Internal Revenue Bulletin:  2012-35 

August 27, 2012 

REG-136491-09

Notice of Proposed Rulemaking and Notice of Public Hearing Utility Allowances Submetering


AGENCY:

Internal Revenue Service (IRS), Treasury.

ACTION:

Notice of proposed rulemaking and notice of public hearing.

SUMMARY:

This document contains proposed regulations that amend the utility allowance regulations concerning the low-income housing tax credit. The proposed regulations update the utility allowance regulations to clarify that utility costs paid by a tenant based on actual consumption in a submetered rent-restricted unit are treated as paid by the tenant directly to the utility company. The proposed regulations affect owners of low-income housing projects that claim the credit, the tenants in those low-income housing projects, and the State and local housing credit agencies that administer the credit. This document also contains a notice of a public hearing on these proposed regulations.

DATES:

Comments must be received by October 9, 2012. Outlines of topics to be discussed at the public hearing scheduled for Tuesday, November 27, 2012, must be received by October 9, 2012.

ADDRESSES:

Send submissions to: CC:PA:LPD:PR (REG-136491-09), room 5205, Internal Revenue Service, PO Box 7604, Ben Franklin Station, Washington, DC 20044. Submissions may be hand-delivered Monday through Friday between the hours of 8 a.m. and 4 p.m. to CC:PA:LPD:PR (REG-136491-09), Courier’s Desk, Internal Revenue Service, 1111 Constitution Avenue, NW, Washington, DC, or sent electronically, via the Federal eRulemaking Portal at www.regulations.gov (IRS REG-136491-09). The public hearing will be held in the Auditorium of the Internal Revenue Building, 1111 Constitution Avenue, NW, Washington, DC.

FOR FURTHER INFORMATION CONTACT:

Concerning the proposed regulations, David Selig, at (202) 622-3040; concerning submissions of comments, the hearing, or to be placed on the building access list to attend the hearing, Oluwafunmilayo Taylor, at (202) 622-7180 (not toll-free numbers).

SUPPLEMENTARY INFORMATION:

Background

This document contains proposed amendments to the Income Tax Regulations (26 CFR Part 1) relating to the low-income housing credit under section 42 of the Internal Revenue Code. Section 42(a) provides that, for purposes of section 38, the amount of the low-income housing credit determined under section 42 for any taxable year in the credit period is an amount equal to the applicable percentage of the qualified basis of each qualified low-income building. A qualified low-income building is defined in section 42(c)(2) as any building that is part of a qualified low-income housing project at all times during a statutorily prescribed period.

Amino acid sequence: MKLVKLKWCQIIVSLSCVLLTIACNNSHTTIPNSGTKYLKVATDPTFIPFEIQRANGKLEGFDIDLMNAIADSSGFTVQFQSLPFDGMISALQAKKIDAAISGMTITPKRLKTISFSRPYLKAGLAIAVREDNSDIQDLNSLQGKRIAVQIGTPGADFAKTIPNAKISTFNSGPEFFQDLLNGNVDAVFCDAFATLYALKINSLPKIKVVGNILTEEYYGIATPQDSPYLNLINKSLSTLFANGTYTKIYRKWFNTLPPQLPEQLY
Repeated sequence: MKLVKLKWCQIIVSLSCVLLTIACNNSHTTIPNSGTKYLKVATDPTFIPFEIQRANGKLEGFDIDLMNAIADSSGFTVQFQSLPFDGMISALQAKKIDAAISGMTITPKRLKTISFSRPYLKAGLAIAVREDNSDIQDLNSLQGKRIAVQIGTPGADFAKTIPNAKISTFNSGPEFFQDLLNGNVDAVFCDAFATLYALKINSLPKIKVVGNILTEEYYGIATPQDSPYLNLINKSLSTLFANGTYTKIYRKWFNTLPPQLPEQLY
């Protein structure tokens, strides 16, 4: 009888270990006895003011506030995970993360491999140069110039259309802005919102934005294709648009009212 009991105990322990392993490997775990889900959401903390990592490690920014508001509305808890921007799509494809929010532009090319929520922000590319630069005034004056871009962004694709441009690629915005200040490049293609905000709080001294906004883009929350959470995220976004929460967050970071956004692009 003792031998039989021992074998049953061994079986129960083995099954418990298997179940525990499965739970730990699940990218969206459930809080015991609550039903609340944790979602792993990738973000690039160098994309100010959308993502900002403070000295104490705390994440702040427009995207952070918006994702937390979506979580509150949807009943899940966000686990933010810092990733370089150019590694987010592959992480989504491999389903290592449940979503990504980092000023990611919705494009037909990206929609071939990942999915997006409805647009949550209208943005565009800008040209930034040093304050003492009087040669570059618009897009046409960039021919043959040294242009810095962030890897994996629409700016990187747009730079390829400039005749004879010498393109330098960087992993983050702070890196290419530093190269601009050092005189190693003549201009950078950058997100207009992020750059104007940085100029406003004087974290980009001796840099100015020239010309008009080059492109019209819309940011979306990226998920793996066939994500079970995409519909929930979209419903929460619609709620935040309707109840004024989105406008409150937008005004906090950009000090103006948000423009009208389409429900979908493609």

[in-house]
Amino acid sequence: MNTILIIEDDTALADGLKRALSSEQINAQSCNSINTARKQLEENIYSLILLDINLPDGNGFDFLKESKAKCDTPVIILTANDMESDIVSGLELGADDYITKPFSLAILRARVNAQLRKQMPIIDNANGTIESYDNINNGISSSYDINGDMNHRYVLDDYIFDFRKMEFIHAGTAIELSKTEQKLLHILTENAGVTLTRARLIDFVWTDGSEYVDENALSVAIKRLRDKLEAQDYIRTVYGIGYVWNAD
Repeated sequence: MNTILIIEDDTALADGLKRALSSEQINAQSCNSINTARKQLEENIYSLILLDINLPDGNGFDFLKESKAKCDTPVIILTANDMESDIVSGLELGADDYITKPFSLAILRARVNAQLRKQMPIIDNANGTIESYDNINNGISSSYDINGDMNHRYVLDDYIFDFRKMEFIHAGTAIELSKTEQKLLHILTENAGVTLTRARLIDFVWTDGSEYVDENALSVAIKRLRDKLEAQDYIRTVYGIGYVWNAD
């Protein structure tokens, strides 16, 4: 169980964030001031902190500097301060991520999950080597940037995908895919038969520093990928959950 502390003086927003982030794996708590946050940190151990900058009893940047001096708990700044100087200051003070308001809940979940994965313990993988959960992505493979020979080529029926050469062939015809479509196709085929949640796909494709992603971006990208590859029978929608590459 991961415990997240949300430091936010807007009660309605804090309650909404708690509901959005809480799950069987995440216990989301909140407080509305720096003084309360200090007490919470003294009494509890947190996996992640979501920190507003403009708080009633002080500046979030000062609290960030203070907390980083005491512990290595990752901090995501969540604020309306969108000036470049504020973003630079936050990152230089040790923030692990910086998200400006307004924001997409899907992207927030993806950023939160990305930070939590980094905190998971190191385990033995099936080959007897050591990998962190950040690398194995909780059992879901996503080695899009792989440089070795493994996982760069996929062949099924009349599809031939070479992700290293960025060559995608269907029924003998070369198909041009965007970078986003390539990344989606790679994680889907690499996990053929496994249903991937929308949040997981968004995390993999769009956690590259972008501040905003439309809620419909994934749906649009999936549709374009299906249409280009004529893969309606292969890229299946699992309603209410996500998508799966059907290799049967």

A qualified low-income housing project is defined in section 42(g)(1) as any project for residential rental housing if the project meets one of the following tests elected by the taxpayer: (1) At least 20 percent of the residential units in the project are rent-restricted and occupied by individuals whose income is 50 percent or less of area median gross income; or (2) at least 40 percent of the residential units in the project are rent-restricted and occupied by individuals whose income is 60 percent or less of area median gross income. If a taxpayer does not meet the elected test, the project is not eligible for the section 42 credit.

To qualify as a rent-restricted unit within the meaning of section 42(g), the gross rent for the unit must not exceed 30 percent of the applicable income limitation. If any utilities are paid directly by the tenant, section 42(g)(2)(B)(ii) requires the inclusion in gross rent of a utility allowance determined by the Secretary, after taking into account the procedures under section 8 of the United States Housing Act of 1937.

On March 3, 1994, the Treasury Department and the IRS published in the Federal Register a Treasury Decision containing final regulations under section 42 (59 FR 10067). Among these regulations was §1.42-10, which provided guidance regarding the proper role of utility allowances in determining gross rent under section 42(g)(2)(B)(i) for rent-restricted units. On July 29, 2008, the Treasury Department and the IRS published in the Federal Register amendments to §1.42-10 (73 FR 43863).